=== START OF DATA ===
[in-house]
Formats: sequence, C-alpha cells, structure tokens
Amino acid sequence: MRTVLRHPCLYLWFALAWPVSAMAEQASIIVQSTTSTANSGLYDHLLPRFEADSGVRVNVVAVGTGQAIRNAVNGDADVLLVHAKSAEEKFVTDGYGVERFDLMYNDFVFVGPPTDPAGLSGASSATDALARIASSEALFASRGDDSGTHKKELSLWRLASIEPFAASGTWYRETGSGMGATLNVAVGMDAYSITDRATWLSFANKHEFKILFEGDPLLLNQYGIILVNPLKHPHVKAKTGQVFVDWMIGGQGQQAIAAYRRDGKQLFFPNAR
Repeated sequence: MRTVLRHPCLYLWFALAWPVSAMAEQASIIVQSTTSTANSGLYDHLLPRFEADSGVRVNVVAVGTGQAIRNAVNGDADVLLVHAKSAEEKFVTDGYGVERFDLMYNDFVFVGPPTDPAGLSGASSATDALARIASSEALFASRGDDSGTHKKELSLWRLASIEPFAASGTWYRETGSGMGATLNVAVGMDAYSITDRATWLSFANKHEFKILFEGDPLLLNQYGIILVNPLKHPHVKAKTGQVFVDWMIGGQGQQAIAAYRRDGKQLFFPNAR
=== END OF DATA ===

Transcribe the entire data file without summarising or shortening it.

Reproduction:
[in-house]
Formats: sequence, C-alpha cells, structure tokens
Amino acid sequence: MRTVLRHPCLYLWFALAWPVSAMAEQASIIVQSTTSTANSGLYDHLLPRFEADSGVRVNVVAVGTGQAIRNAVNGDADVLLVHAKSAEEKFVTDGYGVERFDLMYNDFVFVGPPTDPAGLSGASSATDALARIASSEALFASRGDDSGTHKKELSLWRLASIEPFAASGTWYRETGSGMGATLNVAVGMDAYSITDRATWLSFANKHEFKILFEGDPLLLNQYGIILVNPLKHPHVKAKTGQVFVDWMIGGQGQQAIAAYRRDGKQLFFPNAR
Repeated sequence: MRTVLRHPCLYLWFALAWPVSAMAEQASIIVQSTTSTANSGLYDHLLPRFEADSGVRVNVVAVGTGQAIRNAVNGDADVLLVHAKSAEEKFVTDGYGVERFDLMYNDFVFVGPPTDPAGLSGASSATDALARIASSEALFASRGDDSGTHKKELSLWRLASIEPFAASGTWYRETGSGMGATLNVAVGMDAYSITDRATWLSFANKHEFKILFEGDPLLLNQYGIILVNPLKHPHVKAKTGQVFVDWMIGGQGQQAIAAYRRDGKQLFFPNAR